HARE: Action Recognition System for Behavioral Assessment Training, Data-sharing, and Early Markers Detection for Autism Spectrum Disorders.

Period of Performance: 06/01/2016 - 05/31/2017

$40K

Phase 1 SBIR

Recipient Firm

Bsolutions, Inc.
Seattle, WA 98117
Principal Investigator

Abstract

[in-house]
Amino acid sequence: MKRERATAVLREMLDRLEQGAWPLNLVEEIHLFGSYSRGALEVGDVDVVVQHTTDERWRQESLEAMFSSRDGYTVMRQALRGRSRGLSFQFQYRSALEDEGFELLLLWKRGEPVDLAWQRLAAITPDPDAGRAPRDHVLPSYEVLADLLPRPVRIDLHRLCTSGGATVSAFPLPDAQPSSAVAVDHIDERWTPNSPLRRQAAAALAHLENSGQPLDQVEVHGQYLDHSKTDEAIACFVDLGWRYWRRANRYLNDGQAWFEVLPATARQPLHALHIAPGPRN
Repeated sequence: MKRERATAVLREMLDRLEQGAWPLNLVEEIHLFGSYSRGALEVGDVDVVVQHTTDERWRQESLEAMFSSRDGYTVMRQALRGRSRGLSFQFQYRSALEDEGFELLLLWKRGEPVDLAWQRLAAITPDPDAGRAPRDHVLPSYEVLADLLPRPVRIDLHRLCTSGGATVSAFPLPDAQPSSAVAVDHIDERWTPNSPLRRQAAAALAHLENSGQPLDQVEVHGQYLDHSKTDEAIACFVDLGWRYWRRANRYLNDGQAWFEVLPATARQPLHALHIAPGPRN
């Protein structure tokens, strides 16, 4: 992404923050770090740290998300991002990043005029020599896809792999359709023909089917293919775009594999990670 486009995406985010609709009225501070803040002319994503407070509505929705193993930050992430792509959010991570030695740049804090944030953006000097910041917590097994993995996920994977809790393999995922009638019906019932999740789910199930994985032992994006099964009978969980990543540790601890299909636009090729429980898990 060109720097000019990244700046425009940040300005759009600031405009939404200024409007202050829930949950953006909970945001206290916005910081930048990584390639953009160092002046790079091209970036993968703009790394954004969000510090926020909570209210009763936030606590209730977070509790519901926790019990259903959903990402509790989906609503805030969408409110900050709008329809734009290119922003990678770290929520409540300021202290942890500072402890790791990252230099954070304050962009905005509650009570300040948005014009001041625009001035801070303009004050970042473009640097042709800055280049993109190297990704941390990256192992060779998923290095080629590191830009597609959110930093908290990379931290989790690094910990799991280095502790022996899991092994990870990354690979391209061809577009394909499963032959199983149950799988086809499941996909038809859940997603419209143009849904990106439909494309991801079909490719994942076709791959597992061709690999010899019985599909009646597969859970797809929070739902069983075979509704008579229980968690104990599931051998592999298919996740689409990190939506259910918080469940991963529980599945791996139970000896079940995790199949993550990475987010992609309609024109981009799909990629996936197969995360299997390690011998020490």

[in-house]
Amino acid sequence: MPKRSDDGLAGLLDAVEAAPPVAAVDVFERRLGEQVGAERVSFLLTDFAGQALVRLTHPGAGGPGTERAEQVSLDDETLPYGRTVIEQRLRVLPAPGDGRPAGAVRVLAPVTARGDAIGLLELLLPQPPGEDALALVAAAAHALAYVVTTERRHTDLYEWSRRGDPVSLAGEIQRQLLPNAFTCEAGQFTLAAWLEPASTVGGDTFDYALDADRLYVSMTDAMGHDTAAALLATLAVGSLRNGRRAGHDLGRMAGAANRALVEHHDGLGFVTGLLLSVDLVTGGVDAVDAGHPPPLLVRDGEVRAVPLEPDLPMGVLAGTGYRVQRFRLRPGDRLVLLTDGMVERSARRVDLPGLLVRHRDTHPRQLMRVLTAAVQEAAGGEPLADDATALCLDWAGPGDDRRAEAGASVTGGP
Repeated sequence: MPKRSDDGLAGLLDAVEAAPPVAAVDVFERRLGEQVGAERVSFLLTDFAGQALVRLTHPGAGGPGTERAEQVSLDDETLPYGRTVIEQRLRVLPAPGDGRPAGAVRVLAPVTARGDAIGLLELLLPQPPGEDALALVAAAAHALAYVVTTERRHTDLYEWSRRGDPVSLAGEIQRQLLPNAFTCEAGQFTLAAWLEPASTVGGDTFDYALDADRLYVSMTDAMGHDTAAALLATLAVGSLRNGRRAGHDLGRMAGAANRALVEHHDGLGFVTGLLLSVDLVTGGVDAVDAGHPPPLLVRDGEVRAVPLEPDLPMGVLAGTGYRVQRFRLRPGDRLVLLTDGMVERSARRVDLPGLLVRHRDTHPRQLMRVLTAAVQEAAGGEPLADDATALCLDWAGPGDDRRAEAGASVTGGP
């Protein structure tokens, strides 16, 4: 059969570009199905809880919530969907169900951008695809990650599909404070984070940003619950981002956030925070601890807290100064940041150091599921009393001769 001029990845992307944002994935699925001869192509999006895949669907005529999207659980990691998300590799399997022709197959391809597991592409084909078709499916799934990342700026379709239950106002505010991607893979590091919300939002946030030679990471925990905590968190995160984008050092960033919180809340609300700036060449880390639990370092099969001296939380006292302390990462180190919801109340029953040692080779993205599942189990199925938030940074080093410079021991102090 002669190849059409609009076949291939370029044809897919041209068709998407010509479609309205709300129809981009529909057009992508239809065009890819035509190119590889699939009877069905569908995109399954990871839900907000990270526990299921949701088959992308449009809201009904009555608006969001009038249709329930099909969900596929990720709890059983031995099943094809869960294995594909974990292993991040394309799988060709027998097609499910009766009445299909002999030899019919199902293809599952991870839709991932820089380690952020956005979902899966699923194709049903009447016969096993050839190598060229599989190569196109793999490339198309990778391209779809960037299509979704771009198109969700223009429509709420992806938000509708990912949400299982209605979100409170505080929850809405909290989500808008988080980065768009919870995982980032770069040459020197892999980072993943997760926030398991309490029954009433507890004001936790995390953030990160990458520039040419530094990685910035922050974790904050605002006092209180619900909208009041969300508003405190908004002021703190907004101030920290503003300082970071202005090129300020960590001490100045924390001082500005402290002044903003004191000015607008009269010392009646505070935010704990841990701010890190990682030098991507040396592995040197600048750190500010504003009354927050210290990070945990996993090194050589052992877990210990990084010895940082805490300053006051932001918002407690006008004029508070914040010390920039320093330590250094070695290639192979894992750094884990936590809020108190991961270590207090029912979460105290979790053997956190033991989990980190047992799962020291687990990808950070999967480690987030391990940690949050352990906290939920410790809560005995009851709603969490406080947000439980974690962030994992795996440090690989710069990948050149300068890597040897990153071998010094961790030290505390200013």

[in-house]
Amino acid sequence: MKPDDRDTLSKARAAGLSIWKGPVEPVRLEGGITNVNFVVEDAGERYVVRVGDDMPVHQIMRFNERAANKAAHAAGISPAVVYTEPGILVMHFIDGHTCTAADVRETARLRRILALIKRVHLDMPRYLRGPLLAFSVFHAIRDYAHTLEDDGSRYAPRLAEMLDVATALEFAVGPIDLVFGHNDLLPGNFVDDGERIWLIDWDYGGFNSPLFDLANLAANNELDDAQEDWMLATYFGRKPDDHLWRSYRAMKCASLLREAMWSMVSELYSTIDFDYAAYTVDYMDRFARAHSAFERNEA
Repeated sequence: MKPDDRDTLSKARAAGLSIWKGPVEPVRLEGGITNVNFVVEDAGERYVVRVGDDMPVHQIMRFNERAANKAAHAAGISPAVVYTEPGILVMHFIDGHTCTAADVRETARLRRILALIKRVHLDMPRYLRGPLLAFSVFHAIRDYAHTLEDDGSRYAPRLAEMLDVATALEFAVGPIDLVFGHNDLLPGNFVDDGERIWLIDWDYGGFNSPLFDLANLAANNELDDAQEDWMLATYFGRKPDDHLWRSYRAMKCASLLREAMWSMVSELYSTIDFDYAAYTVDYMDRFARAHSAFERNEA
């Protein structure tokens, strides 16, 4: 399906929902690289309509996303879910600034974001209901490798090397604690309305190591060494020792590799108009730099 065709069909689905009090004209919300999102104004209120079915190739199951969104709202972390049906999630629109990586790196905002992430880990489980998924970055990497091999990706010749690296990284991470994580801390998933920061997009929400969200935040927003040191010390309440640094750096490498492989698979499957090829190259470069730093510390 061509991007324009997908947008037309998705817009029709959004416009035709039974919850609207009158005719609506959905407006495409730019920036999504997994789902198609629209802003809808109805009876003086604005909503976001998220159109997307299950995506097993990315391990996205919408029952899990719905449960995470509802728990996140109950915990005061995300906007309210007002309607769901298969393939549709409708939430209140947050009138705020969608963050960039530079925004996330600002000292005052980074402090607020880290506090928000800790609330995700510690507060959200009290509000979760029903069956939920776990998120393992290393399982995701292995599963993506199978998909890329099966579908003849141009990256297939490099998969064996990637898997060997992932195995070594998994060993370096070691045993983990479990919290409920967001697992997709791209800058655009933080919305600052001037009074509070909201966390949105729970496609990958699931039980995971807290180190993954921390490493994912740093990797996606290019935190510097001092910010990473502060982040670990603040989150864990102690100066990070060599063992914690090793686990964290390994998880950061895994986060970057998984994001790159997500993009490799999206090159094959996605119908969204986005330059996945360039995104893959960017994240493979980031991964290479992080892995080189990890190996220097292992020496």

? DESCRIPTION (provided by applicant): Early detection of autism leads to earlier treatment, which is proven to have a major impact on outcomes. In spite of recent advances in early Autism Spectrum Disorders (ASD) detection, the average age of diagnosis in the US is still around five. ASD diagnosis is currently performed via behavioral assessment, which requires highly specialized training, is not widely available in rural areas, and may be applied inconsistently. The need for specialized training for the administration of behavioral assessment and the effort involved in individual assessments preclude large scale deployment of these diagnostic methods in clinics and pediatricians' offices as well as large scale population studies.The Infant Brain Imaging Study (IBIS) is an early detection study at the University of Washington Autism Center which assesses behavioral and brain development in infants at high familial risk for ASD. Behavioral assessments include specialized observations of gross motor function, an area of development that is uniquely highlighted in the first year of life. This study along with others, highlight atypical motor development as the first step in the emergence of autism-related symptoms. Analyzing behavioral video data in order to assess/score individual subjects is a process that is time-intensive, subjective, and requires extensive training to attainreliability. We will build a Human Action Recognition Engine (HARE) that leverages computer vision tools to automatically extract, quantify and classify known motor actions - from video datasets - adding a significantly more efficient and standardized method to augment the current diagnostic standard of care. In this Phase I proposal, we will: 1. Develop the HARE prototype: automatic segmentation of subject of interest; determination of 3D orientation; extraction of features that are used in classification of actions from a predefined set defined in the IBIS behavioral assessment battery; 2. Leverage the intermediate outputs of the AR engine in establishing techniques to detect and de-identify faces of multiple, closely-interacting human subjects in video toward further processing and data sharing; 3. Explore early markers to classify subjects, based on actions detected, into ASD and non-ASD groups and evaluate the sensitivity and specificity of the classification engine. This Phase I effort will pave the way forthe creation of an action-annotated video repository from HARE's action recognition output. The repository will provide a rich source of highly-accessible data toward training and further research discoveries. Finally, the HARE system can systematically identify new, previously unidentified motor actions that may relate to increased risk for later developmental difficulties, particularly ASD. These novel early risk markers - in combination with existing assessments - would allow reliable, earlier identification of ASD.